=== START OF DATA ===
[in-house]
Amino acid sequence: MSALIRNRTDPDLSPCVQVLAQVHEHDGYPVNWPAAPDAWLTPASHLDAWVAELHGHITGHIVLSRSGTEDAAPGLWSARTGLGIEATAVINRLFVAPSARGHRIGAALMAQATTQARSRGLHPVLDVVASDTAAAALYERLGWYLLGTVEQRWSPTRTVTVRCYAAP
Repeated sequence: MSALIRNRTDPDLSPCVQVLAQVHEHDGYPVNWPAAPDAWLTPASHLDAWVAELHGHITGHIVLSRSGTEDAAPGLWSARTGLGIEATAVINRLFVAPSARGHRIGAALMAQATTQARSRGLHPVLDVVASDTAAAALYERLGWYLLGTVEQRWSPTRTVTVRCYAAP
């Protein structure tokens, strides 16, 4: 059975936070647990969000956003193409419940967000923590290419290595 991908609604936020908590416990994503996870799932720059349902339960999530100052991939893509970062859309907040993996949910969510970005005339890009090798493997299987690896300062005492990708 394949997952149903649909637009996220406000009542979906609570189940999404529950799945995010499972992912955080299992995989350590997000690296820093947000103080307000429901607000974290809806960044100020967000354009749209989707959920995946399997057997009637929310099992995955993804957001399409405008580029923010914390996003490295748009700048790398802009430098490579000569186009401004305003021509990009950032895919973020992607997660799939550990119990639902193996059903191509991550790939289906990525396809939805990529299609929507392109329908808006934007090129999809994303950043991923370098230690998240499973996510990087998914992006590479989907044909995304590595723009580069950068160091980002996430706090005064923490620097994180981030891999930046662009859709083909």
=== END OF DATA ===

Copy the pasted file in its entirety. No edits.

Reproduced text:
[in-house]
Amino acid sequence: MSALIRNRTDPDLSPCVQVLAQVHEHDGYPVNWPAAPDAWLTPASHLDAWVAELHGHITGHIVLSRSGTEDAAPGLWSARTGLGIEATAVINRLFVAPSARGHRIGAALMAQATTQARSRGLHPVLDVVASDTAAAALYERLGWYLLGTVEQRWSPTRTVTVRCYAAP
Repeated sequence: MSALIRNRTDPDLSPCVQVLAQVHEHDGYPVNWPAAPDAWLTPASHLDAWVAELHGHITGHIVLSRSGTEDAAPGLWSARTGLGIEATAVINRLFVAPSARGHRIGAALMAQATTQARSRGLHPVLDVVASDTAAAALYERLGWYLLGTVEQRWSPTRTVTVRCYAAP
């Protein structure tokens, strides 16, 4: 059975936070647990969000956003193409419940967000923590290419290595 991908609604936020908590416990994503996870799932720059349902339960999530100052991939893509970062859309907040993996949910969510970005005339890009090798493997299987690896300062005492990708 394949997952149903649909637009996220406000009542979906609570189940999404529950799945995010499972992912955080299992995989350590997000690296820093947000103080307000429901607000974290809806960044100020967000354009749209989707959920995946399997057997009637929310099992995955993804957001399409405008580029923010914390996003490295748009700048790398802009430098490579000569186009401004305003021509990009950032895919973020992607997660799939550990119990639902193996059903191509991550790939289906990525396809939805990529299609929507392109329908808006934007090129999809994303950043991923370098230690998240499973996510990087998914992006590479989907044909995304590595723009580069950068160091980002996430706090005064923490620097994180981030891999930046662009859709083909």